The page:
dead calm coverThen we go away and re-read everything still on the list and come together again. We repeat the process, and once that’s over, we usually have about fifty stories left for twenty or so slots. That’s when we start putting a book together, in the sense that we’re looking for a balance of dark and light, short, medium and long stories, from each New England state. We look for different story types, traditional mystery, paranormal, noir, suspense, historical and so on. We also always include one to four first publications. We consider encouraging new authors to be part of our mission. We also include some “names,” which helps us sell the book and get the other authors read.

Finally we have a book. Then we argue about story order. Which we get really riled up about, which I find hilarious, because I never read an anthology in order. But research suggests about half of readers do, so it is important.

ThinIceFrontBarb: So if my story gets rejected, it may not mean it’s bad.

Barbara: Honestly, that has been the greatest lesson for me as a writer. Any story in that last group of fifty could be in the anthology. They’re all good. Even the fifty percent that go out in the first round often have something good about them.

Barb: Why do you only publish New England authors? It’s very annoying to the rest of us.

Barbara: I hear you. Being a regional publication gives us an identity and makes the anthology an easier pitch to bookstores. It also makes doing events much more feasible. But if you live outside New England, but have a story that takes place in New England, there is a way. You can enter the Al Blanchard contest (guidelines are here). We publish the winning story every year.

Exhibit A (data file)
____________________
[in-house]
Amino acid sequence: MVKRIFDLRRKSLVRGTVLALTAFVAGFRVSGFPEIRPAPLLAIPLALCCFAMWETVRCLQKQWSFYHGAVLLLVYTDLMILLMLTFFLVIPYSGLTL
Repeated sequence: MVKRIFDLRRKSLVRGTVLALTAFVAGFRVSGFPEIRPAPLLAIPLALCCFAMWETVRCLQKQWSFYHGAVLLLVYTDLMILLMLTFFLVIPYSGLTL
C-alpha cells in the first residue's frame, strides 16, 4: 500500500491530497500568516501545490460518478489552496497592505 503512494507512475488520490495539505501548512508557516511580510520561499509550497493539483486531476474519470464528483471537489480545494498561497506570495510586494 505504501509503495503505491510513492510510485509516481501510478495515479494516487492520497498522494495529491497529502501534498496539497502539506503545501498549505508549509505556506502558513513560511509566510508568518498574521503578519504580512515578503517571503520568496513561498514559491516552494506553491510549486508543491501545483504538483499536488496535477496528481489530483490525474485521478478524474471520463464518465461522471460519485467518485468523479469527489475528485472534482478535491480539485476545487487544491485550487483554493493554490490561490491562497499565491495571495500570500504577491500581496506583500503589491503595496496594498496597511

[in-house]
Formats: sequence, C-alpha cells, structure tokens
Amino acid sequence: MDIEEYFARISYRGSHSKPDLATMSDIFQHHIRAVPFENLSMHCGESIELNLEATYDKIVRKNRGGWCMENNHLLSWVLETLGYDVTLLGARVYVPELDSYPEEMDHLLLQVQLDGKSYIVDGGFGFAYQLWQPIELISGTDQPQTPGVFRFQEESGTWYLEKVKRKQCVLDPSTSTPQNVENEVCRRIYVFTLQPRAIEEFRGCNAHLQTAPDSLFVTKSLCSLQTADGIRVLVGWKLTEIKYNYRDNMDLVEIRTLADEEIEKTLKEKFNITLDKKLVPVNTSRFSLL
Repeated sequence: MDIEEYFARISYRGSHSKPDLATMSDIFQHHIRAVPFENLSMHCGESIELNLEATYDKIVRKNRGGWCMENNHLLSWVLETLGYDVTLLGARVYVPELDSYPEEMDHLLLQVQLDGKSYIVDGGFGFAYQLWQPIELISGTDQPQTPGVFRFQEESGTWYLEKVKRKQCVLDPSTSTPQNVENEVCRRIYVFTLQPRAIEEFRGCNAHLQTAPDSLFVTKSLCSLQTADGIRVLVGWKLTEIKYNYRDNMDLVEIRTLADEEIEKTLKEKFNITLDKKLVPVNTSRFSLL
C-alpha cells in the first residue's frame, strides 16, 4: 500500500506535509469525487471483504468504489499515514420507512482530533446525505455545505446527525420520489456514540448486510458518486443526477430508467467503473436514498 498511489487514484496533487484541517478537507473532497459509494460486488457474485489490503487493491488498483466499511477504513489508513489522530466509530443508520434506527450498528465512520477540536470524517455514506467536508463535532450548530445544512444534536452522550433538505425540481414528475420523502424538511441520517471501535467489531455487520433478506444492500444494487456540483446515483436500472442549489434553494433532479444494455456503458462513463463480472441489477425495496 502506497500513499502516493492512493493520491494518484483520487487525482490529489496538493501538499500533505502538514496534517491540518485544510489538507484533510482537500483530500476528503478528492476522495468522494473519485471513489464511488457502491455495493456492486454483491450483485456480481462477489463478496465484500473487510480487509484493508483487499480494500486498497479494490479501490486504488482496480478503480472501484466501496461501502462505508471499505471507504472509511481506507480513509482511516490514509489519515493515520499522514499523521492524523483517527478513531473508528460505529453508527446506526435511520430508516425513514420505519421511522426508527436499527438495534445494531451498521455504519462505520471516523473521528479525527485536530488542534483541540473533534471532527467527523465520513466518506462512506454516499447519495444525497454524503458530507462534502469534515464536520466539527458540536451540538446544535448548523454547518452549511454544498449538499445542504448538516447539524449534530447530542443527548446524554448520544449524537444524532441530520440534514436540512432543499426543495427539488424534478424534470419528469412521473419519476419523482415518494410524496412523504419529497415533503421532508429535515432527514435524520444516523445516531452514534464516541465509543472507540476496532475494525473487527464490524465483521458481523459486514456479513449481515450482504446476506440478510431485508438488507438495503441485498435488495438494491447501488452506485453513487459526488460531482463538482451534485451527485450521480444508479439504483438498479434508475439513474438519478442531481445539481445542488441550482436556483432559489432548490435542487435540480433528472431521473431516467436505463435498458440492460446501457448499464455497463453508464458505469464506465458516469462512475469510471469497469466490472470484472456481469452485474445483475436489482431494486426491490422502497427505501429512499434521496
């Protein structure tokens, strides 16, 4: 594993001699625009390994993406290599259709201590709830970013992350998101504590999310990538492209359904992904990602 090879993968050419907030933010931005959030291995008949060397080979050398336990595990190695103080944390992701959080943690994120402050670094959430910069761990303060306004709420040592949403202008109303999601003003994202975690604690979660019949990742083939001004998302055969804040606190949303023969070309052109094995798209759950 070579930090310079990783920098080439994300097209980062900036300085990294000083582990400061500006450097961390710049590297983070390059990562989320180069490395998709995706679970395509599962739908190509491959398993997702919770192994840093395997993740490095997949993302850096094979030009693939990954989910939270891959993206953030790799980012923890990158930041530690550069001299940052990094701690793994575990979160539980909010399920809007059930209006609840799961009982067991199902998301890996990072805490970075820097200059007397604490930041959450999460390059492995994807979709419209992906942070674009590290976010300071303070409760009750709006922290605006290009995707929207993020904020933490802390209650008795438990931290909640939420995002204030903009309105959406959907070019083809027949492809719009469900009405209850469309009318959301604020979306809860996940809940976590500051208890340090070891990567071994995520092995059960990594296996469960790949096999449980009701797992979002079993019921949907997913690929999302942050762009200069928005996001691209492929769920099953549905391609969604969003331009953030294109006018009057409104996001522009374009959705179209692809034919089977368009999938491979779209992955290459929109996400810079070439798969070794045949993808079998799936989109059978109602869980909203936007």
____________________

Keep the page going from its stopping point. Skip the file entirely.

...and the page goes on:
Barb: Thanks, Barbara. It’s been (sur)real. Does anyone have questions for Barbara? Lob them on in.

21 Thoughts

  1. Thanks for the peek behind the curtain. I knew the anthology had to be a lot of work, especially considering the tine you have to work before taking it to press. Great job!

    1. Thanks for mentioning this, Julie. We consider it part of our mission to get our writers noticed. Last year, three of the five nominees for Best Long Story were from Level Best Books.

  2. I loved reading about the selection process and all that goes into crafting the entire project. Thanks for sharing this, Barb! Or should I say Barbara?

  3. Ah, to be a mouse in the room during the selection process. I could just sit back or serve wine. I think I’d have a story by the end of the evening.

      1. No–terrible premise! Although, come to think of it, in Rogue Wave there is a story about a murder in a writer’s group “Something about Larry” by Christine Eskilson and one that starts at a mystery writer’s conference in Boston, “Murder (Redux) in Paradise,” by Douglas D. Hall.

  4. Enjoy reading the Level Best anthology Barbara. What are some of the crime short stories that influenced you either as a writer or editor? Are you seeing changes (goor or bad) in how modern crime writers take on short stories?

    1. Great question, John. I came to short crime fiction via Ruth Rendell. I love her Wexford novels and I was convinced an event that appears in none of the books must be in one of her short stories. It wasn’t, but it got me reading a lot of crime shorts. “The Woman in the Wardrobe,” by Robert Barnard, is, to my mind, the best crime short story ever. For non-crime shorts, almost anything by Alice Munro. And Richard Russo’s “Horseman,” is a perfect story. Amazing.

  5. Barb, I adore Ruth Rendell and her alter ego, Barbara Vine.

    I enjoyed reading about Level Best’s process. I am amazed that you all manage to put together an annual anthology–that’s a lot of work and takes real commitment. Kudos to your team!